Disenchanted on Disney+? Sadly, you may be

An excellent performance by Amy Adams is one of the several charms of this sequel to Enchanted, but there are pitfalls too.

The phenomenon called ‘semantic satiation’ is when you repeat a word enough times that it loses any meaning. In Disenchanted (Adam Shankman), Disney’s latest pastiche of the princess genre, true magic comes from remembering our happiest moments. But after a certain point, remembering the same things becomes a nonsensical cycle of recursion.

Disenchanted is the long-awaited sequel to Disney’s Enchanted (2007). To refresh your memory, Enchanted was a fish-out-of-water story about Giselle (Amy Adams, always phenomenal), a naïve princess from the magical kingdom of Andalasia who’s suddenly transported to New York City.

There, she falls in love with cynical lawyer Robert (Patrick Dempsey), whose young daughter Morgan (Rachel Covey) loves princess stories. Enchanted was peppered with references to Disney classics, but its real charm lay in the extravagant performances of the Andalasian characters: along with Adams, James Marsden proved himself a sublimely camp singer, while Susan Sarandon and Timothy Spall minced as the villains. Heartbreakingly few scenes were set in Andalasia, lovingly animated in the 2D-blended style of Beauty and the Beast (1991).


Disenchanted features many of the same charms, but more pitfalls: the animated sequences are still too brief, the songs less catchy, and the shout-outs less enriching. It has its charms: Adams has never given a bad performance. Maya Rudolph’s scheming Malvina is a welcome addition to the ensemble.

Stepdaughter Morgan has been recast as Gabriella Baldacchino, who delivers a standout ‘I Want’ song and nimbly shifts from sullen teenager thrown to downtrodden heroine. The costumes are lovingly detailed, the sets are memorable. There’s palpable delight from the supporting cast: Marsden only returns briefly as King Edward, but Queen Nancy (Idina Menzel) plays an expanded role. Alan Tudyk is reliably entertaining as the deliverer of exposition, but like most CGI characters in recent Hollywood, the animation is abysmal.

So what gives?

The story kicks off with Giselle, Robert, Morgan, and new daughter Sophia moving from their crowded New York to the suburbs. What initially seemed like a miniature fairy-castle in the magical woods turns out to have the worst of both worlds: cliquey neighbours, long commutes, and a fixer-upper house. Morgan has outgrown her princess phase, and Giselle struggles to connect with her.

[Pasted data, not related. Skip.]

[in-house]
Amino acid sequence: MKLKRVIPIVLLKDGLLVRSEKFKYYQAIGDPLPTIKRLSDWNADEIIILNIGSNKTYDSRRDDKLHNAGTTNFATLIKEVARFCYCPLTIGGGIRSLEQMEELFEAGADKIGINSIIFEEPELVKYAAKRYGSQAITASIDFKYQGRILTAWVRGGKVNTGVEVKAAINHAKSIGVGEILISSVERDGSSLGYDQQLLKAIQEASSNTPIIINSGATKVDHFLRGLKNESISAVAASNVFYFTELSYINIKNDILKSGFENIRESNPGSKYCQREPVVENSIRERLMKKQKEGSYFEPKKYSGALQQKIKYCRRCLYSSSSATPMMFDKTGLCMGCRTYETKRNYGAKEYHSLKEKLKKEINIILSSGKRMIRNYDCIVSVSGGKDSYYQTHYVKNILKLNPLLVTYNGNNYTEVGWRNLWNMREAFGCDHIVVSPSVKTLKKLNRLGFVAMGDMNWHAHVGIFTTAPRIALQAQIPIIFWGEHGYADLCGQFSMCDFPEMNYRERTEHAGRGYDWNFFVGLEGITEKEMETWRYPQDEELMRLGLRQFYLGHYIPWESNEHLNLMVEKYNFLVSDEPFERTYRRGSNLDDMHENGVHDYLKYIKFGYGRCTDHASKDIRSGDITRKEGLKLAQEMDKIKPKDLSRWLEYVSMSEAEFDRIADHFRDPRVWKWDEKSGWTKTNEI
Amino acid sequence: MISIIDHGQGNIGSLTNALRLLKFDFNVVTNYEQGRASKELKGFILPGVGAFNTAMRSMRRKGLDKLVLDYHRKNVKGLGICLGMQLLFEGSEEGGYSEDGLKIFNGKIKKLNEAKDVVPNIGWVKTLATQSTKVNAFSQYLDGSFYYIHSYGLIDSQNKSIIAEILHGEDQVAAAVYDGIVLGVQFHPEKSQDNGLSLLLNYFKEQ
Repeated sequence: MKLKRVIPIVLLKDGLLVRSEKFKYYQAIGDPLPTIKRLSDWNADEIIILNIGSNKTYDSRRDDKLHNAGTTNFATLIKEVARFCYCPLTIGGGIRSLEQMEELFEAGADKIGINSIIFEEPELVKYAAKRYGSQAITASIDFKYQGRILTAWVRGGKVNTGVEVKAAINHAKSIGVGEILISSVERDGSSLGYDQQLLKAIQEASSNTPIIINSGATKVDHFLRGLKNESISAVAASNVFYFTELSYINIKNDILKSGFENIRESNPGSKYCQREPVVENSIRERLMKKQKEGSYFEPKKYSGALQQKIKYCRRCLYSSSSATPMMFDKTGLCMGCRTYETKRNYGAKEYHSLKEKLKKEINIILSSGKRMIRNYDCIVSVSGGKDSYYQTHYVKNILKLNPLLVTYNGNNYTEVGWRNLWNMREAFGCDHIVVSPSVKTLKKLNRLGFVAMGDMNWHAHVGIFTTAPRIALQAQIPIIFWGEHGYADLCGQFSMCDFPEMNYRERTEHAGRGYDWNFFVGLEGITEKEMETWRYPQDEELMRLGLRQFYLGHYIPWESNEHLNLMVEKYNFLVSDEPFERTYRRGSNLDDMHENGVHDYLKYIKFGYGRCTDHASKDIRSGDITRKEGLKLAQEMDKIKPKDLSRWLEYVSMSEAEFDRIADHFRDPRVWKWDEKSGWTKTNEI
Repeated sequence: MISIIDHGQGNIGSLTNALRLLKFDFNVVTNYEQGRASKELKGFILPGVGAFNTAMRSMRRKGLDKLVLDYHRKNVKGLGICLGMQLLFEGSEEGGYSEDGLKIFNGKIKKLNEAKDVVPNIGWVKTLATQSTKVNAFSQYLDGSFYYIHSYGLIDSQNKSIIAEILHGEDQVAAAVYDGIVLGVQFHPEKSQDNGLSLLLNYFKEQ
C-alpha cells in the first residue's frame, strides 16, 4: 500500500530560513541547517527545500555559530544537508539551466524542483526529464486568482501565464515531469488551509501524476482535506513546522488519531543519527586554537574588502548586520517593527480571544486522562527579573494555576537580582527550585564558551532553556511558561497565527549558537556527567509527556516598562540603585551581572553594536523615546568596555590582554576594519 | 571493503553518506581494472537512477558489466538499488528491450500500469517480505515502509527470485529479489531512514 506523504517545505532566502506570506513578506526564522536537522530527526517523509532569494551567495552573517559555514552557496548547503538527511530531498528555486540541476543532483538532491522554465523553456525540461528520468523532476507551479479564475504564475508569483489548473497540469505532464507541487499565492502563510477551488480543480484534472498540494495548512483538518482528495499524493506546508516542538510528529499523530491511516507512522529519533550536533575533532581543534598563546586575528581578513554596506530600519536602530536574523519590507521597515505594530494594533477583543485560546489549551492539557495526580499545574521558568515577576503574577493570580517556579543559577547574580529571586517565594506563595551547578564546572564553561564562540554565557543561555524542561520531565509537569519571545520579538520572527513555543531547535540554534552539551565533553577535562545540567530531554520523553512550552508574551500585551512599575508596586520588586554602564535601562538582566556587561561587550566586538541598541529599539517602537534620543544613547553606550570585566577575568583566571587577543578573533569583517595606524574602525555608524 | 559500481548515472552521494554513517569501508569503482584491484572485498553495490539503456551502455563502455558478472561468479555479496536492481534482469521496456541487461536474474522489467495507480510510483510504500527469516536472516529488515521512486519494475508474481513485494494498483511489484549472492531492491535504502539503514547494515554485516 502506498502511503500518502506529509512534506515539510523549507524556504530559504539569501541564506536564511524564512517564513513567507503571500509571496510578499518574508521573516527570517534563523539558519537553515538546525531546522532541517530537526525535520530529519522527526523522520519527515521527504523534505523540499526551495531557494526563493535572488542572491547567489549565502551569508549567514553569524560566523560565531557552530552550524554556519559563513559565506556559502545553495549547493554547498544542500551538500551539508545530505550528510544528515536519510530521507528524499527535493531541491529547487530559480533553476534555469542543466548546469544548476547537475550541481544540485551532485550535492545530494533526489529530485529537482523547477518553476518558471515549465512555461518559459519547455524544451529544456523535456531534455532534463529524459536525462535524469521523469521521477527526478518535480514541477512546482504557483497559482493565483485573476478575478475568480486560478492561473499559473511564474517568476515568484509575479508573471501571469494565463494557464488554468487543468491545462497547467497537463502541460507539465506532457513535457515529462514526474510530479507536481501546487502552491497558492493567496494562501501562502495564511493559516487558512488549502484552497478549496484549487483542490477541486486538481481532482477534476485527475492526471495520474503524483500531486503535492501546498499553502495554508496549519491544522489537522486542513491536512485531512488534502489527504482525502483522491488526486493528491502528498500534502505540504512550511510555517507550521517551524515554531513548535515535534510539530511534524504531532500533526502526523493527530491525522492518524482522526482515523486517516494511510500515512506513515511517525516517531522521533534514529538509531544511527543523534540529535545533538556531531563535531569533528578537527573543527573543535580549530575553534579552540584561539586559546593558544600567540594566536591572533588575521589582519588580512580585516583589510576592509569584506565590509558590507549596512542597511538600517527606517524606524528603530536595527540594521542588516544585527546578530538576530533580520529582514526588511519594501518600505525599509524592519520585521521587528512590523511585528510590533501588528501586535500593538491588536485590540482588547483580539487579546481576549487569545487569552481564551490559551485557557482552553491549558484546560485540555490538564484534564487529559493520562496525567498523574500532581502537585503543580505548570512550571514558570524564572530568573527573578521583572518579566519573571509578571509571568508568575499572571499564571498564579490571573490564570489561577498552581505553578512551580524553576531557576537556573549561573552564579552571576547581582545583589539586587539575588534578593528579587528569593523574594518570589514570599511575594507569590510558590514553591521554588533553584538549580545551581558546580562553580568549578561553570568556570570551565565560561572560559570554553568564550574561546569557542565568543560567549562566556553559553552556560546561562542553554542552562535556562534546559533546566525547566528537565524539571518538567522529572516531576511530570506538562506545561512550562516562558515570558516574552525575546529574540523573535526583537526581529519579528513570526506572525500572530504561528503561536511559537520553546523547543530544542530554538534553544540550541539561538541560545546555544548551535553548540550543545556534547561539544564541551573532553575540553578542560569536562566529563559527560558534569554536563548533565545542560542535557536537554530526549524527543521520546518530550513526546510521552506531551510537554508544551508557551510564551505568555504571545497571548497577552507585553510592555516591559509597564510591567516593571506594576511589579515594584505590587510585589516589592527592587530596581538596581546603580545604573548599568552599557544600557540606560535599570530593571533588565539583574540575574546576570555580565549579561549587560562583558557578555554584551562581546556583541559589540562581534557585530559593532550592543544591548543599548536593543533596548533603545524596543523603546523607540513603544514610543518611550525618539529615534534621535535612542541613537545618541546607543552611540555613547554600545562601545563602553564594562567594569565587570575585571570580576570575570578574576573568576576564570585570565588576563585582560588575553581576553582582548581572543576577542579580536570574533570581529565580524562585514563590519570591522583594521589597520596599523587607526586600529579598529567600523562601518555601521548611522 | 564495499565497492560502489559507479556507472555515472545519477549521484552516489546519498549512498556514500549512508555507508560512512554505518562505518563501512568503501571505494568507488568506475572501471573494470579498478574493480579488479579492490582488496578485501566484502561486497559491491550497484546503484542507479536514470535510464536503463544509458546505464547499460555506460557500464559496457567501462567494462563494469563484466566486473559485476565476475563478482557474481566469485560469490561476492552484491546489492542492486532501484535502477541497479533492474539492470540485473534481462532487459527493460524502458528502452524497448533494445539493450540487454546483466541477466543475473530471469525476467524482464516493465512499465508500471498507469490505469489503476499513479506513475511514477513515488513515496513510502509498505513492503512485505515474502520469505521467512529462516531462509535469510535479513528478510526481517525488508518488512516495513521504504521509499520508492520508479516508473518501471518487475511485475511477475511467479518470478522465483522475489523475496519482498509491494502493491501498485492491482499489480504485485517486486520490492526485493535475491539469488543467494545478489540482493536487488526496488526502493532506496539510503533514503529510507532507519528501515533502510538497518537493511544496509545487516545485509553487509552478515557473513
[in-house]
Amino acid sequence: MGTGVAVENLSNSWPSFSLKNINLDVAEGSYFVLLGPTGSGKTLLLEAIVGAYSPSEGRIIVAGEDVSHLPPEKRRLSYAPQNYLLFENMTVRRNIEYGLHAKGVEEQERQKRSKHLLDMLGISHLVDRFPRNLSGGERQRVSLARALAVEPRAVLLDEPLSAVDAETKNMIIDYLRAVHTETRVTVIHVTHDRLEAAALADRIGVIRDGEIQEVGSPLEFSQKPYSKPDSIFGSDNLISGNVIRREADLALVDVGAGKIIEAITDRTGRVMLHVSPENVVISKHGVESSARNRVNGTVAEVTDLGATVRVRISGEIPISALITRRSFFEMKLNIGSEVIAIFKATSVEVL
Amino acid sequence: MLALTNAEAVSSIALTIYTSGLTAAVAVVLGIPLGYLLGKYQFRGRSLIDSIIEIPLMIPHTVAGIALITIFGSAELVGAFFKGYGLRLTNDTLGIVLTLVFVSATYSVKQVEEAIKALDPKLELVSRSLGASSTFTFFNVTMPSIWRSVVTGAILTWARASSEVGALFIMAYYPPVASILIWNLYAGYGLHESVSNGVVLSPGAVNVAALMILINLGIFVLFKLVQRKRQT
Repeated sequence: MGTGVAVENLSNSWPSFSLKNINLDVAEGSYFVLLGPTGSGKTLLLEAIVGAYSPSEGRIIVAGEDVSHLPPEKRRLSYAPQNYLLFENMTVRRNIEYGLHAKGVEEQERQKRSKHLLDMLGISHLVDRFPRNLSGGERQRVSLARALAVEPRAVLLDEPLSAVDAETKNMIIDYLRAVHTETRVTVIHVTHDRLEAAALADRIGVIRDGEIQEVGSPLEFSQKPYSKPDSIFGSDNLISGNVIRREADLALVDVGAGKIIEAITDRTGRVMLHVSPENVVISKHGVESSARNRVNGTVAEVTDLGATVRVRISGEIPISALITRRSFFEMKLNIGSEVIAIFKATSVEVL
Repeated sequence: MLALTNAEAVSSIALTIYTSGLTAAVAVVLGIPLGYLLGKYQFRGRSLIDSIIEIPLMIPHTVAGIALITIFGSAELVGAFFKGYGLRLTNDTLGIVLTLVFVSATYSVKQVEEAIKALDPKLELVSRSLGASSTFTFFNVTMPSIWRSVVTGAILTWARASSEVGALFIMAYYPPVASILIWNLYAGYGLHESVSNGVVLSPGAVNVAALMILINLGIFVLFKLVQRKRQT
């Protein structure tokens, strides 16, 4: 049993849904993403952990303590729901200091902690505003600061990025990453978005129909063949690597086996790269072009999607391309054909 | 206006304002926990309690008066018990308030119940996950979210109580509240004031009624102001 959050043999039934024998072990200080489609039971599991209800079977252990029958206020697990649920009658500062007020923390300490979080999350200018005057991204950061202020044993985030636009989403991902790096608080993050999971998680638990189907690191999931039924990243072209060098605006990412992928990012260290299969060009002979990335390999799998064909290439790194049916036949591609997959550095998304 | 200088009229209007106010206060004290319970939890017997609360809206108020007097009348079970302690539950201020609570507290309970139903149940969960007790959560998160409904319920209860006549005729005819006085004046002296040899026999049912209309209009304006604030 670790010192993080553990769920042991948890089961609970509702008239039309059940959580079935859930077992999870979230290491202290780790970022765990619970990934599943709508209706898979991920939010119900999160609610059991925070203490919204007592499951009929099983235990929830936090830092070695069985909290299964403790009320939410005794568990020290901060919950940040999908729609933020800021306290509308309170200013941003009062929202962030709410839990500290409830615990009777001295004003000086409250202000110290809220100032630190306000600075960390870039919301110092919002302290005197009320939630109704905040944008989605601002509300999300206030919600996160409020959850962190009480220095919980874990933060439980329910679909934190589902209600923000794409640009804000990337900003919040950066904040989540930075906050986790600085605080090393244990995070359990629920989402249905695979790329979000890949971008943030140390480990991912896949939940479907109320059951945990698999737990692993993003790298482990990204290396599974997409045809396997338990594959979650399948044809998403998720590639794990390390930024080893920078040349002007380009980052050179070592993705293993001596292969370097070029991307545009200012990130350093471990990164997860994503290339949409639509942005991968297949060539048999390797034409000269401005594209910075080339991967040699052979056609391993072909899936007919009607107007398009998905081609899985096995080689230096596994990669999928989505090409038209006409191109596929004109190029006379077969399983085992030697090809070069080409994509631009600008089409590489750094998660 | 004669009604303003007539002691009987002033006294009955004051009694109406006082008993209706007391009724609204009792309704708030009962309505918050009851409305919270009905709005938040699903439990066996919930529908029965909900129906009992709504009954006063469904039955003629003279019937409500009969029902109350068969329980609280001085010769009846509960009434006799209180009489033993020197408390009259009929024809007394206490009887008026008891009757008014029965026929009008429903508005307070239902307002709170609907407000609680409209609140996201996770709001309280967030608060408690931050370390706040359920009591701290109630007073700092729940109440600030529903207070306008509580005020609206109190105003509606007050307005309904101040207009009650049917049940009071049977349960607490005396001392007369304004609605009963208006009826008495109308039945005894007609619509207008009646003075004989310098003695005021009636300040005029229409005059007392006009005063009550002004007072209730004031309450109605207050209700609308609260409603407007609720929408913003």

When their conflict comes to a head, Morgan spitefully reminds Giselle that she’s not Morgan’s mother, she’s her stepmother. Distraught, Giselle uses Andalasian magic to make suburbia a whimsical world of live-action fantasy.

This is where Disenchanted accomplishes a refreshing and clever revision of Disney’s long-entrenched conventions. Giselle is no longer a princess but a stepmother, and Andalasia’s powerful narratives distort her into the archetypal wicked crone. Adams’ struggle becomes somewhat Gollum-like, but it’s compelling to see Disney reckon with its problematic history of vilifying blended families. Morgan, positioned as a Cinderella-like outcast longing for adventure, strives to save Giselle from her evil impulses. But the magic can only be wielded by a true daughter of Andalasia: no prizes for guessing who will ultimately discover that’s a metaphor.

Revising the past

Nostalgic revisions can be an excellent opportunity to deconstruct and reconfigure outdated stories, reckoning with what’s timely and what’s timeless. Disenchanted attempts this by deconstructing the wicked stepmother. It’s easy to sympathise with the characters who find themselves trapped and frustrated by the insurmountable power of Disney stories.

Enchanted thrived on a delicious clash of irony and sincerity, but irony is a delicate device. The shout-outs to past movies don’t amount to much other than an opportunity to point at the TV. Disenchanted entreats us to dwell on our happy memories of princesses past, quite literally rose-tinted in the film.

It’s encouraging that the story focuses on the relationships between women: Giselle and Morgan’s growth creates a compelling cross-generational struggle for respect. Giselle and Malvina’s rivalry is a marvellous opportunity for costume changes. Morgan and Nancy, however, have a really interesting reunion as former-almost-stepmother and stepdaughter. It takes place all too briefly in the animated sequences, which does little to convince us that the whole film wouldn’t benefit from letting the visuals be two-dimensional so the characters don’t have to be.

Idina Menzel finally gets to sing, but her signature belting is wasted on a saccharine third-act ballad. The lyrics read like they’re procedurally-generated, with a chorus of ‘Love Power’ and meaningless references to her starring role in Frozen (‘let it grow, let it glow’).

As Menzel holds the final note for 17 astonishing seconds, Disenchanted starts feeling like it’s holding onto something for the sake of holding it. The happiest place on earth implores us to embrace our happiest moments.

The film’s thesis – that we should remember how much we loved watching Enchanted – might leave you wondering why you wouldn’t simply watch Enchanted.

Disenchanted is currently streaming on Disney+.


2 out of 5 stars



Format: Movie